Fake Poker News
I know it’s difficult to tell sometimes but I do have a sense of humor. I think you need one in order to get by in a business that seems to get completely turned on its head every few years.
I’ve always enjoyed sites like The Onion that take current events and turn them into farcical news stories. The part I love is that a well written parody is one where you can’t be entirely sure whether or not the post is a parody or not.
For instance, the Kim Jong-un voted Sexiest Man Alive story in The Onion which was picked up by Chinese press and reported on as fact.
In Thailand, I was an avid reader of a parody news site called Not the Nation which poked fun at one of the largest English-language newspapers in Thailand (The Nation). Admittedly, due to some of the batshit crazy stuff that happens in Thailand, it’s difficult to tell which one is supposed to be the parody.
But what about the beloved game of poker? Where’s the humor? Where’s the fake poker news?
There have been some brilliant examples in the past such as SrslySirius’ musical tributes to Black Friday, The Micros’ take on the grinder lifestyle, Bill Fillmaff, countless 2p2 threads, and even my own Proof That Online Poker is Rigged post and Poker Meme site. But where’s the news parody?
Surely the poker media deserve a little ribbing, right?
Well, it turns out that they’re are a couple of poker news parody sites out there. The first I ran across was Melted Felt run by Mark Holland. Posts like Cash-Out-Curse Proven To Be True are what parody poker news stories should aspire to. Melted is funny and witty and a great way to have a laugh after reading about another delay in getting your Full Tilt money back.
Another poker news parody site called Bonus Code Poker by Chris Grove seems to be following in the footsteps of The Onion and having their fake news being confused with real news. A feat considered to be the pinnacle of fake news reporting.
Several poker blogs and forums initially reported the BCP’s PokerStars Sues Itself Over Zoom Poker post as fact.
Here’s an excerpt from the fake poker news story:
Now that PokerStars owns the assets of Full Tilt Poker, the company is aggressively pursuing all poker sites they believe “copied” Rush Poker – including themselves.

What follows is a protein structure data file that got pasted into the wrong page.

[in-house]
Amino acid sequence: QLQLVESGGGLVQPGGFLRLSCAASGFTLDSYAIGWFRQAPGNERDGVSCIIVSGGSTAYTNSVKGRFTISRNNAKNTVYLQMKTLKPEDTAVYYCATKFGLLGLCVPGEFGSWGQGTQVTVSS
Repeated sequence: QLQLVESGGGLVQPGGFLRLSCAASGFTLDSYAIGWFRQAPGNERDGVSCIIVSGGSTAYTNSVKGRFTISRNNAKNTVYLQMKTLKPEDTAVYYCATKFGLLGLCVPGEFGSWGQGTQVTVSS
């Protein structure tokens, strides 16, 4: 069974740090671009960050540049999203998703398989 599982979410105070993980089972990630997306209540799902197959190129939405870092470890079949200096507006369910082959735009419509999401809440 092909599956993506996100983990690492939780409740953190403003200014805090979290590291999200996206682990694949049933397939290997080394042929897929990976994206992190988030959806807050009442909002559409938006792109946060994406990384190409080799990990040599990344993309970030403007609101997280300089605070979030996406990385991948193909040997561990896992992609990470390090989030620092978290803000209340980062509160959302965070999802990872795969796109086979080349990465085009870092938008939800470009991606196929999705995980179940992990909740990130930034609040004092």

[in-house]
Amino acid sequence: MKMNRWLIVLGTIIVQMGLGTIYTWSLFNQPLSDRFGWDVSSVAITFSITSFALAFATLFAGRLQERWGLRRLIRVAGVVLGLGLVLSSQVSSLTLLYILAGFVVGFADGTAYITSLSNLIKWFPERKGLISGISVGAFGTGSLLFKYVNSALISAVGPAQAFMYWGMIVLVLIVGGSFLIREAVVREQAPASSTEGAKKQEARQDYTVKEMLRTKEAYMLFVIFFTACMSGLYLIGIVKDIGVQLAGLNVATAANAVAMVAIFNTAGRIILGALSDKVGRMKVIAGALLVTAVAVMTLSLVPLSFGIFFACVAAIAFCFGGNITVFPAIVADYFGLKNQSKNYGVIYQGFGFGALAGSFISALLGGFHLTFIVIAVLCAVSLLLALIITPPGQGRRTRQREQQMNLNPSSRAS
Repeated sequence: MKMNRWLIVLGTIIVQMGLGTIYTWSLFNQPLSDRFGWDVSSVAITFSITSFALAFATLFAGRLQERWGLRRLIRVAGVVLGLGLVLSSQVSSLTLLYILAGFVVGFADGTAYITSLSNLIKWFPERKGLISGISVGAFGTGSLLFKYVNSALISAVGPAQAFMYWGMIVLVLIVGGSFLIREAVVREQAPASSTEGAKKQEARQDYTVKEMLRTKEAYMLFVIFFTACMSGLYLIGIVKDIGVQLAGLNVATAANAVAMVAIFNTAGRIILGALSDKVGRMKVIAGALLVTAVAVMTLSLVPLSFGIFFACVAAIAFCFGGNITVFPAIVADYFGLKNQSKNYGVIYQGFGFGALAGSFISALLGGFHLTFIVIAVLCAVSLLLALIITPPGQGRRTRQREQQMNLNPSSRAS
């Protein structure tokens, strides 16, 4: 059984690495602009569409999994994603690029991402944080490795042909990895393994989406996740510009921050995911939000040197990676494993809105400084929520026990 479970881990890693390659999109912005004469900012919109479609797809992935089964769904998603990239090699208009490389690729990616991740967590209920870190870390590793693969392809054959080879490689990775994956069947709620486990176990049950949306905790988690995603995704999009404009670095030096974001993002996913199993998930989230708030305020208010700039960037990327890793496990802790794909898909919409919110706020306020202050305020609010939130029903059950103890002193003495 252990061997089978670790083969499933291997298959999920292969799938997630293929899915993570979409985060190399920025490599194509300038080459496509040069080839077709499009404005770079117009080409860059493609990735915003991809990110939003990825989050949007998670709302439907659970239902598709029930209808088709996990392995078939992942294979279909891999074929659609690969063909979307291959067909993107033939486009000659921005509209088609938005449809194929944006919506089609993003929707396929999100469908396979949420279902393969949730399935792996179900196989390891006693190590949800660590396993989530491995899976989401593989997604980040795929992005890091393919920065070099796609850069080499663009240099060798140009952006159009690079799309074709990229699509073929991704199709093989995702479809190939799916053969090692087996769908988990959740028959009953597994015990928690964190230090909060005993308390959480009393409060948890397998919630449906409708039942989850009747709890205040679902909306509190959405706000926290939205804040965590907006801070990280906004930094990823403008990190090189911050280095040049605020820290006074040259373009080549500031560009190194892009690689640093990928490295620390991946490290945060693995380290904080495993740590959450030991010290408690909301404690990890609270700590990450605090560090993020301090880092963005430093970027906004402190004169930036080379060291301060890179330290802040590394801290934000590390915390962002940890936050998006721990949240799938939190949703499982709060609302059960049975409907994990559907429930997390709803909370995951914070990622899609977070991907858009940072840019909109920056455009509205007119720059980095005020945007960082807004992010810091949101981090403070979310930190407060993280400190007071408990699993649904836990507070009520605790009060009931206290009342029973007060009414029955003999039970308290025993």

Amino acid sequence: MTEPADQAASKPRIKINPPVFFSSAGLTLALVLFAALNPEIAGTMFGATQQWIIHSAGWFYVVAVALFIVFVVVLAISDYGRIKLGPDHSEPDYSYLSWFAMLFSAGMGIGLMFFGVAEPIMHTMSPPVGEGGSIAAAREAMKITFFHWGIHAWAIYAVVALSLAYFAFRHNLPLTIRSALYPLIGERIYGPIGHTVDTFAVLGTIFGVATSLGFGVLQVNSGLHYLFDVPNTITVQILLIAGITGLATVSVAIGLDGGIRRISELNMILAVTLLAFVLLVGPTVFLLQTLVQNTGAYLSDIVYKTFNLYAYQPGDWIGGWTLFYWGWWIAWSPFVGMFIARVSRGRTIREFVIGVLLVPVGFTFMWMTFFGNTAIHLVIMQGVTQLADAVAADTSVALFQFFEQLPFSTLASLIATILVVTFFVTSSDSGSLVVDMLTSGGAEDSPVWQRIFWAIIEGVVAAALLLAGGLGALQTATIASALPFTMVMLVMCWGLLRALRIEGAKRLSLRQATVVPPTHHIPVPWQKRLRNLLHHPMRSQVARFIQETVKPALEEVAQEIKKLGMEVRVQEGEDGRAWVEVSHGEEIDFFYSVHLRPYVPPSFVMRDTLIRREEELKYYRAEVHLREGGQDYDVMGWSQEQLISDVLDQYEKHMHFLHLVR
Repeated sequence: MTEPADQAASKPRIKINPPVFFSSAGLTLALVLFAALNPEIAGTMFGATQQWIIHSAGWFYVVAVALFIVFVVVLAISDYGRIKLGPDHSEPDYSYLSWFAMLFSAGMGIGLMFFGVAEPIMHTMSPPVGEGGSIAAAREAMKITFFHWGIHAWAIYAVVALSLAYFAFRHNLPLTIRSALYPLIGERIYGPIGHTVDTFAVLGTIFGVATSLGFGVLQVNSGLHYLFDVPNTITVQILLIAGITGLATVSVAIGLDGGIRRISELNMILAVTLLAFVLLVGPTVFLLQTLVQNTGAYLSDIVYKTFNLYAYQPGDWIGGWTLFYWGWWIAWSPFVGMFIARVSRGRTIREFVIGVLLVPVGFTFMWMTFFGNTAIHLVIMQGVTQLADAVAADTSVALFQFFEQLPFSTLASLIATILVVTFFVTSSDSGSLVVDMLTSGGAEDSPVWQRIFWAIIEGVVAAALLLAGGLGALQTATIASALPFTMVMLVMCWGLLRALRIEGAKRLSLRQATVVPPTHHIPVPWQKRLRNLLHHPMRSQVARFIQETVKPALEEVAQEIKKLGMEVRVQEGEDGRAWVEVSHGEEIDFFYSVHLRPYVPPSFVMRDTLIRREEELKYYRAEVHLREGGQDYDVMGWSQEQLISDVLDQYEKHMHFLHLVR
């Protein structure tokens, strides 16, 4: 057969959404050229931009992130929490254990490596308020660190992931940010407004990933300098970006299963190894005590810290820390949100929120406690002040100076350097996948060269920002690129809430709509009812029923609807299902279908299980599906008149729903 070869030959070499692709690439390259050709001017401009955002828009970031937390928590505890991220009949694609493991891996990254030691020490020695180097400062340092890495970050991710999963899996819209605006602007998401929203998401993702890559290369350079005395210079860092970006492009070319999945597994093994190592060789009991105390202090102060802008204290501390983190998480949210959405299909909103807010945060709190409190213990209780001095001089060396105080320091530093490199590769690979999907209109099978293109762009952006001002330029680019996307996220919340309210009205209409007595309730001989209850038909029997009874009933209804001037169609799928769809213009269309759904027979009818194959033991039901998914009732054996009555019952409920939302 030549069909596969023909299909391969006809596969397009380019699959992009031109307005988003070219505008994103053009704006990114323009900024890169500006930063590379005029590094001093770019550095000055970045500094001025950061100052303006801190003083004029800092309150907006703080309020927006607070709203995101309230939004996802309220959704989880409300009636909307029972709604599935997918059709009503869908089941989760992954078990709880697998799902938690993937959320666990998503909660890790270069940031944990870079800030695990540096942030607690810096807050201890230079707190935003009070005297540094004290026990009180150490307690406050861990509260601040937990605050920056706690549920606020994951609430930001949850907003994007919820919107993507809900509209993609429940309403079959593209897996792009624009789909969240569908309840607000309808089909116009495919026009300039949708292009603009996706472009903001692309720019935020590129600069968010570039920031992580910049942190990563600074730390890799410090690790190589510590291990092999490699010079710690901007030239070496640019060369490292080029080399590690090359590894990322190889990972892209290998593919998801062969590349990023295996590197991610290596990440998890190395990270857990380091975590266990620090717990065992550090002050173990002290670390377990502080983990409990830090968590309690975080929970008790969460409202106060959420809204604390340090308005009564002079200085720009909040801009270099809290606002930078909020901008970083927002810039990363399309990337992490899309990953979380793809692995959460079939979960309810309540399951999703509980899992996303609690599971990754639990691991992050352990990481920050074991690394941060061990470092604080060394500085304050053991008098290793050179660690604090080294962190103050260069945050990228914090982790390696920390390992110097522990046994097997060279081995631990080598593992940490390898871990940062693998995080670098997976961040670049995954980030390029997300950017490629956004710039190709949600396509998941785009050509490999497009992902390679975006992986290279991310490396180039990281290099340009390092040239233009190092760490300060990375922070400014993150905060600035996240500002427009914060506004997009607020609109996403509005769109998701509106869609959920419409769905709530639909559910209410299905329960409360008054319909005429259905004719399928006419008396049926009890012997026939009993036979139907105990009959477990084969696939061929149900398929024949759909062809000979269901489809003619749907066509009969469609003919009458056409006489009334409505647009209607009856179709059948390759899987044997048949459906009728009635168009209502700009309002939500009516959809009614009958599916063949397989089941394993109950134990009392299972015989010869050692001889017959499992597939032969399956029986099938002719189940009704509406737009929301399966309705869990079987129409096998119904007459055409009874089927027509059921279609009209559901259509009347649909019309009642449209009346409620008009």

“We intended to take vigorous action against any and all rooms that have profited from theft of Full Tilt Poker’s intellectual property,” PokerStars general counsel Lane Flaumacher asserted.
“Even if we have to pursue them to the ends of the earth. Or just, you know, across the office.”
PokerStars’ lawsuit brought immediate and decisive criticism from a number of competing online poker rooms – including PokerStars.
“This suit is completely without merit,” PokerStars general counsel Lane Flaumacher asserted. ”The thought that Zoom Poker somehow infringes on Rush Poker is absurd. ”
The reason I love stuff like this is not just because it’s clever, but because it takes real skill to produce. A skill that is often lacking in a lot of what passes as poker writing today.
For instance, I remember trying to read “[simpleazon-link asin=”1880685000″ locale=”us”]The Theory of Poker[/simpleazon-link]” for the first time many years ago. I couldn’t get through the book. The information was, without a doubt, enlightening but the presentation was stone-cold boring.
I don’t mean that as an insult to David Sklansky but, though he can write, he’s not a writer.
Very few people have the skill of, say, a Dr. Pauly who can turn something boring like covering the WSOP into stories about who was at the urinal next to him during the dinner breaks.
Making poker interesting is one of the biggest challenges this industry will face in the future. We’ve seen the boom and now the bust and I assume when poker is legalized we’ll see another mini-boom but beyond that the industry needs to keep making the game engaging, accessible, and entertaining.
So next time you see one of these talents, don’t just laugh and click away. Spread it around. Show them some love.